Saturday, August 16, 2008

Second City's journalism future, past and present came together this week

The past couple of days have given us both a history lesson and a glimpse of the future for what passes for journalism in Chicago.

The Chicago-oriented website published by Arianna Huffington kicked itself into gear this week. While I will concede there is the chance it will get better, its beginnings are just as mediocre as I would have expected.

THE HUFFINGTON POST – Chicago on its first day gave us links to about a half-dozen news stories and features, all of which were lifted from the web sites of the Chicago Tribune and Chicago Sun-Times.

The first “lede story” on the site’s first day of operation was nothing more than a link to a column written by Sun-Times Washington correspondent Lynn Sweet. Now I don’t have anything against the work of Sweet, who is one of the top reporters working in the Chicago news media.

She had an interesting column that day, and by and large the stories that were picked up from the two metro newspapers were the top bits of news for the day.

The problem is that because I had already looked at the Sun-Times and Tribune web sites (and the papers themselves) before going to the Huffington Post Chicago, I had already read every single bit of news that Arianna’s vision of the future of news media had to offer.

SHE GAVE ME nothing that first day I didn’t already know. And personally, I’d rather go straight to the websites that are producing copy to get stories firsthand. I don’t need Arianna’s vision of which stories she thinks I should read.

Insofar as the specialty columnists her site offered up, I could do without the ramblings of actor John Cusack – although I’m not going to be as critical of him as some pundits have been. It turns out that the actor who likes to think of himself as the ultimate Chicago sports fan couldn’t properly spell Larry Biittner, Chris Chelios or Michael Jordan.

But his typographical errors were mild compared to some of the whoppers that turn up on websites everywhere.

For those people who are convinced that these understaffed sites somehow give a personal touch to the news, proper spelling and good grammar are something that sometimes get sacrificed by the Internet – particularly if one is working on a business model that only is profitable if one does not have to pay the “hired help” who generate copy.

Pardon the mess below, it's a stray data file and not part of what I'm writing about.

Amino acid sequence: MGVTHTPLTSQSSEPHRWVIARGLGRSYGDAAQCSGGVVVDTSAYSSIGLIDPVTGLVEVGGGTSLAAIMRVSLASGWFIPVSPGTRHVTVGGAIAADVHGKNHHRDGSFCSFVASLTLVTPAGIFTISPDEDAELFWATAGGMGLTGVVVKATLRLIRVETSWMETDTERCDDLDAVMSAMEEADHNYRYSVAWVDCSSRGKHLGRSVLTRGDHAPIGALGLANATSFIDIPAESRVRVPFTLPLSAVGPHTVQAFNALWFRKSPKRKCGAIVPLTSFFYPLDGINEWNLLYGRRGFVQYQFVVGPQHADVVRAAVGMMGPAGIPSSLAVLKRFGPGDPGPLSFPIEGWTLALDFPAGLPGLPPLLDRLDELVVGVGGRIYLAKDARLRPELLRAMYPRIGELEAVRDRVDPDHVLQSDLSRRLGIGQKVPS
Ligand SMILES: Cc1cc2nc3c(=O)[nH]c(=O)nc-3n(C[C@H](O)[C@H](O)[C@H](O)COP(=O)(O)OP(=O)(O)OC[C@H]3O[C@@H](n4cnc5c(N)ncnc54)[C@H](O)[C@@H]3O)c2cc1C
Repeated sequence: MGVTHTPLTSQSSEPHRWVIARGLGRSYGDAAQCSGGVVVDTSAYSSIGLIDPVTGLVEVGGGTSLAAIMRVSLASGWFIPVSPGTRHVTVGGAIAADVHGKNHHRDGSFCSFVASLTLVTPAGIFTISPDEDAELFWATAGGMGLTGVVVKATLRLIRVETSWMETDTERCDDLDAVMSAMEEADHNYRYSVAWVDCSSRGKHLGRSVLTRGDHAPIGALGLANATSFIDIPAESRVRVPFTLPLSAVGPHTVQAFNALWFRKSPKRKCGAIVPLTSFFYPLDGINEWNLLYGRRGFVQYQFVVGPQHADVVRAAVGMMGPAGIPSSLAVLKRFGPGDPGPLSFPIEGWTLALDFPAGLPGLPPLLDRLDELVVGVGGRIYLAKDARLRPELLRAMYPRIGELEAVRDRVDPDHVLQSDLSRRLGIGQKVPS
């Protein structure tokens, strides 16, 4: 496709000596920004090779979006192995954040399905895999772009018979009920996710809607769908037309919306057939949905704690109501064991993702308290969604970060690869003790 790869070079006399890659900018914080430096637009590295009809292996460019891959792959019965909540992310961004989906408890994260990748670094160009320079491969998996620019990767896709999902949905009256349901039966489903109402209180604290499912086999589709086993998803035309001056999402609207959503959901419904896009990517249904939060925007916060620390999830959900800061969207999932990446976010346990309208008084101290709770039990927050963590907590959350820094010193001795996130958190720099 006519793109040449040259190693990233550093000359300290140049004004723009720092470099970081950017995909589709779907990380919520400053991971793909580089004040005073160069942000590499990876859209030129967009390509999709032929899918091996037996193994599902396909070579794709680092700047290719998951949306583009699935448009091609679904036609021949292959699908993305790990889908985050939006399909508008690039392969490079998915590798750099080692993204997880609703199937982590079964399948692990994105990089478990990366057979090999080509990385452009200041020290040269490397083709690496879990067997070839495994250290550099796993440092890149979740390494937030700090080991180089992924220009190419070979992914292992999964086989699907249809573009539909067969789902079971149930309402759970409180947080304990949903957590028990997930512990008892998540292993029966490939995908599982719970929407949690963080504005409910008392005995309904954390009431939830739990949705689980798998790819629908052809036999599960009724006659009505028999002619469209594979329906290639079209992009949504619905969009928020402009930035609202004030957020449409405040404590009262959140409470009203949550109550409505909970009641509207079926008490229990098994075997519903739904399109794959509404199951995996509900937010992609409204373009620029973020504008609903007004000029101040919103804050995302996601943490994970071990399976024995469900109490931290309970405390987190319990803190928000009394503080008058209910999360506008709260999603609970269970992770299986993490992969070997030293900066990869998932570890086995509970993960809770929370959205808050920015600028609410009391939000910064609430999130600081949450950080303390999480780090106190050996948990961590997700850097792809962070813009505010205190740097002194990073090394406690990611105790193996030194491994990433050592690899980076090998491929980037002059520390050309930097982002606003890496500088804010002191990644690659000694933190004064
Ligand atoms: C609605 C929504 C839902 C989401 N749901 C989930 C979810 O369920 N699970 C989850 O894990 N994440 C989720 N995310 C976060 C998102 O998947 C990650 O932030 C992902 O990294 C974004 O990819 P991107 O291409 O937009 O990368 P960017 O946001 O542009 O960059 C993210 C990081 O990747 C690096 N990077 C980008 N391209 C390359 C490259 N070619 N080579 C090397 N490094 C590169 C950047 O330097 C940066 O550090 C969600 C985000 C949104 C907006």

WITH ALL OF this, I don’t think the Huffington Post Chicago is a “must-read” site. I may check it out again in a month or so to see if it shapes up any (which is possible, I still remember how awful the Tribune Co.’s CLTV was in its first couple weeks of existence back in 1993).

But I don’t feel any need to add a link on this site to the Huffington Post Chicago, even though I try to keep a fairly comprehensive list of Chicago-oriented news organizations and their web sites down the right-hand column of the Chicago Argus.

For the time being, I will stick with reading the actual newspapers (and checking the websites to see if stories get updated throughout the day).

It was by actually reading the papers that I got a bittersweet treat this week – the Sun-Times is trying to give us unsubtle reminders of those days in the late 1970s and early 1980s when their staff combined with that of the now-defunct Chicago Daily News to create one of the top newspapers in the country – one that came very close to matching the Tribune’s circulation (about 700,000 copies sold per weekday for the Tribune, compared to about 650,000 sold per day for the Sun-Times).

MIKE ROYKO IS back in the newspaper. The Sun-Times on both Thursday and Friday reprinted columns he wrote for the newspaper during his six-year stint there, along with little boxes telling us whatever became of the people Royko wrote about.

It was interesting to learn that the Polish immigrant who got mugged and had the police thinking he was the robber did NOT wind up having his status affected by federal immigration authorities.